Once this stage is passed, it continues with the different aspects of managing a brand by way of having a brand identity, building a brand image, positioning the brand, also linking it to the exact target audience, having large awareness, etc. all of which forms the part of brand management.
 
Selecting a brand name involves a mix of business, legal and creative issues. The optimal brand creates a commercial impression in the marketplace, distinguishes you as the source of the product or service and does not infringe on another's rights.


Generic marks are not protectable. Ask yourself if the mark could be interpreted as immoral or scandalous. Does it contain a flag or national symbol? These types of marks can be problematic. Is a possible mark descriptive of a quality, characteristic or feature of the product or service? If so, protection might not be easily obtainable. Is it arbitrary or fanciful? Arbitrary or fanciful marks are more protectable than those which are suggestive, which in turn are more protectable than those which are descriptive.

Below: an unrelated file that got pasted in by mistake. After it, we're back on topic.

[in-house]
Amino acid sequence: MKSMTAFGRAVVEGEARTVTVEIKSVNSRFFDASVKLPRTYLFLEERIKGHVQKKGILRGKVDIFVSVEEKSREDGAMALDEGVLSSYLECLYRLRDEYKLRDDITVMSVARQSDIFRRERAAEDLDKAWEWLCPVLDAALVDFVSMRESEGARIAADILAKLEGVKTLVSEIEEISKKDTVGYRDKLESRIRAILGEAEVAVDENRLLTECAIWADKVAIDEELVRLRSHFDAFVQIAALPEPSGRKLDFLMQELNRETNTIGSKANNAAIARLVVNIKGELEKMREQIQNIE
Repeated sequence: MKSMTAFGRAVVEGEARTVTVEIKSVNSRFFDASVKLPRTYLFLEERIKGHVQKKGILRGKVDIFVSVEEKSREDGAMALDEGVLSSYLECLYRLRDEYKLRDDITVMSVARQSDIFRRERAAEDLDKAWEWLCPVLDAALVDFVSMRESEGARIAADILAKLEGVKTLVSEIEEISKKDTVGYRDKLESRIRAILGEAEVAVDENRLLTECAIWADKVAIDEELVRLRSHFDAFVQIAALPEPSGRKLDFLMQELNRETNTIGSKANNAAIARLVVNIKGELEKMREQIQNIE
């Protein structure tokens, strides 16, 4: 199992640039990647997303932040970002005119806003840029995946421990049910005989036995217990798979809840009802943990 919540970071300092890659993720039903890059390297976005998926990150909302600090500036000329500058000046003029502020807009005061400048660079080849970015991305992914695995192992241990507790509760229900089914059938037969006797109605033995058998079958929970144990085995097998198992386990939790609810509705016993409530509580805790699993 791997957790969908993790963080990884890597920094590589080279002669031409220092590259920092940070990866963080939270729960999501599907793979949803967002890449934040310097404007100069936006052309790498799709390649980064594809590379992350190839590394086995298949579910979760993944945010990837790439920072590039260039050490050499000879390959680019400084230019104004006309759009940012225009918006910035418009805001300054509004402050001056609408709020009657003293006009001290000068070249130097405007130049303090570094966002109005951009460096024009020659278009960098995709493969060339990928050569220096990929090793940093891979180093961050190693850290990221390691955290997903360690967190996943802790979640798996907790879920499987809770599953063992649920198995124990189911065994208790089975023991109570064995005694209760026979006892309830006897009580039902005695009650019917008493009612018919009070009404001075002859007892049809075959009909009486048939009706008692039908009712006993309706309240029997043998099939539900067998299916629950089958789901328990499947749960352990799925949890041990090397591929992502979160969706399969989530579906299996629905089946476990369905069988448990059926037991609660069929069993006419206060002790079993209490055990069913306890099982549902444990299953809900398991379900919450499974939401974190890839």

The next question is whether any of the brands, or components, are similar in appearance, sound or meaning to those of another company. If no inherent problems pop up, come up with one or more possibilities for use as a brand. Combine prefixes and suffixes. Try different word combinations. Then give them the "see and hear" test. Do the marks convey the commercial impression, the "look and feel," that your company wants? When a few marks filter to the top, you are ready for a search.


A search can give you a better grasp on who is in the market with potentially conflicting marks which could affect the use and registrability of your brands. Before spending money and resources on a branding strategy, have as complete a picture as possible.